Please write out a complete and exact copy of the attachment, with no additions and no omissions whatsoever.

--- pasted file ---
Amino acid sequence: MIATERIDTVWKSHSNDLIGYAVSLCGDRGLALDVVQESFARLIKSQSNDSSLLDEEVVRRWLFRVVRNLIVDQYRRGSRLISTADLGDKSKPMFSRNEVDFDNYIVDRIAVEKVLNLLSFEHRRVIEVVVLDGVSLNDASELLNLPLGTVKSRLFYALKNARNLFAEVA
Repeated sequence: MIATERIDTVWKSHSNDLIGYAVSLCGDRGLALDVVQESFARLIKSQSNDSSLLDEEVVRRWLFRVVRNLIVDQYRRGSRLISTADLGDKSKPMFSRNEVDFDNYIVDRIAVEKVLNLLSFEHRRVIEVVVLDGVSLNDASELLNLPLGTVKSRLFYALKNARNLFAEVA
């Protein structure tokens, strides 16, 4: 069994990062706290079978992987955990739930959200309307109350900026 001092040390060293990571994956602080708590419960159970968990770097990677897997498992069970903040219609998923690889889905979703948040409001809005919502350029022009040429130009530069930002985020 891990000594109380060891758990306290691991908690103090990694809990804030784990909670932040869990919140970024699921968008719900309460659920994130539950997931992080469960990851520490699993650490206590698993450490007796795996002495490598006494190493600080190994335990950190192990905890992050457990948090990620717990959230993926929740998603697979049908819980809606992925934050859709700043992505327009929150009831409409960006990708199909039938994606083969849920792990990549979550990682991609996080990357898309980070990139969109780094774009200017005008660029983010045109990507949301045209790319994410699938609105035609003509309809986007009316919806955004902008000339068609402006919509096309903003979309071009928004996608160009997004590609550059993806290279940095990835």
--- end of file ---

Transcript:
Amino acid sequence: MIATERIDTVWKSHSNDLIGYAVSLCGDRGLALDVVQESFARLIKSQSNDSSLLDEEVVRRWLFRVVRNLIVDQYRRGSRLISTADLGDKSKPMFSRNEVDFDNYIVDRIAVEKVLNLLSFEHRRVIEVVVLDGVSLNDASELLNLPLGTVKSRLFYALKNARNLFAEVA
Repeated sequence: MIATERIDTVWKSHSNDLIGYAVSLCGDRGLALDVVQESFARLIKSQSNDSSLLDEEVVRRWLFRVVRNLIVDQYRRGSRLISTADLGDKSKPMFSRNEVDFDNYIVDRIAVEKVLNLLSFEHRRVIEVVVLDGVSLNDASELLNLPLGTVKSRLFYALKNARNLFAEVA
């Protein structure tokens, strides 16, 4: 069994990062706290079978992987955990739930959200309307109350900026 001092040390060293990571994956602080708590419960159970968990770097990677897997498992069970903040219609998923690889889905979703948040409001809005919502350029022009040429130009530069930002985020 891990000594109380060891758990306290691991908690103090990694809990804030784990909670932040869990919140970024699921968008719900309460659920994130539950997931992080469960990851520490699993650490206590698993450490007796795996002495490598006494190493600080190994335990950190192990905890992050457990948090990620717990959230993926929740998603697979049908819980809606992925934050859709700043992505327009929150009831409409960006990708199909039938994606083969849920792990990549979550990682991609996080990357898309980070990139969109780094774009200017005008660029983010045109990507949301045209790319994410699938609105035609003509309809986007009316919806955004902008000339068609402006919509096309903003979309071009928004996608160009997004590609550059993806290279940095990835």